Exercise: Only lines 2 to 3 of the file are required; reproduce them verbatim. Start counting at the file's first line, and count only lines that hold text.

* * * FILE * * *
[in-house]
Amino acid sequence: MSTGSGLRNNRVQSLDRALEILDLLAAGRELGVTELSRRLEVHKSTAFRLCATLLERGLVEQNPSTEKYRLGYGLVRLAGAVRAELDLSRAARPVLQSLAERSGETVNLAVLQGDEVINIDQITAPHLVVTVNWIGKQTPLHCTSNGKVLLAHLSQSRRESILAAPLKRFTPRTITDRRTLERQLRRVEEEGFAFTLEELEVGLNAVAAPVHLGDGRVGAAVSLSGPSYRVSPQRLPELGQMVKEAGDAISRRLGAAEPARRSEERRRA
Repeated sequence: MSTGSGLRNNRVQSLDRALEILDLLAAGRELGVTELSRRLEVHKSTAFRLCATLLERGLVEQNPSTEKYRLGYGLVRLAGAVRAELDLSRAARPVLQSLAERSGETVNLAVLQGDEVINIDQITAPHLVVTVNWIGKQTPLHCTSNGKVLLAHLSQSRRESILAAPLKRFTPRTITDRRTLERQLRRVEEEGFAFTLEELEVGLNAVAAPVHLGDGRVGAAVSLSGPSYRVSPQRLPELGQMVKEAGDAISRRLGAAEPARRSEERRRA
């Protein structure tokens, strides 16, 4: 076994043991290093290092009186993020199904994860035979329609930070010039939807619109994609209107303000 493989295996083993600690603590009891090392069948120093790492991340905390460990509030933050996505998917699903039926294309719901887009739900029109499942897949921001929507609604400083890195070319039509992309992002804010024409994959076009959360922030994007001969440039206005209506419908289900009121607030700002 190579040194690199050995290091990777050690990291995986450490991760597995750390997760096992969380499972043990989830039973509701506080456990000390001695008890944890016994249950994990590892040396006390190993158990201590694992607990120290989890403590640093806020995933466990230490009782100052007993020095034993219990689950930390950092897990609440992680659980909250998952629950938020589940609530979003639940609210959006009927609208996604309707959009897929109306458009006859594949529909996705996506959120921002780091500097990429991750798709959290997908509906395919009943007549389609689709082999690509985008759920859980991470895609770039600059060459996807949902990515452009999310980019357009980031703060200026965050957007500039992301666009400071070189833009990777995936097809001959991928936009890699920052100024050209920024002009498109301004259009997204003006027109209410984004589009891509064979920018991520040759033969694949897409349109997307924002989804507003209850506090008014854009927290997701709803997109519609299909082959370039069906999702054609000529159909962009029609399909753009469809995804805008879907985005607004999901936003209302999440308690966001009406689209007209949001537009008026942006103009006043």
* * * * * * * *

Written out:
Amino acid sequence: MSTGSGLRNNRVQSLDRALEILDLLAAGRELGVTELSRRLEVHKSTAFRLCATLLERGLVEQNPSTEKYRLGYGLVRLAGAVRAELDLSRAARPVLQSLAERSGETVNLAVLQGDEVINIDQITAPHLVVTVNWIGKQTPLHCTSNGKVLLAHLSQSRRESILAAPLKRFTPRTITDRRTLERQLRRVEEEGFAFTLEELEVGLNAVAAPVHLGDGRVGAAVSLSGPSYRVSPQRLPELGQMVKEAGDAISRRLGAAEPARRSEERRRA
Repeated sequence: MSTGSGLRNNRVQSLDRALEILDLLAAGRELGVTELSRRLEVHKSTAFRLCATLLERGLVEQNPSTEKYRLGYGLVRLAGAVRAELDLSRAARPVLQSLAERSGETVNLAVLQGDEVINIDQITAPHLVVTVNWIGKQTPLHCTSNGKVLLAHLSQSRRESILAAPLKRFTPRTITDRRTLERQLRRVEEEGFAFTLEELEVGLNAVAAPVHLGDGRVGAAVSLSGPSYRVSPQRLPELGQMVKEAGDAISRRLGAAEPARRSEERRRA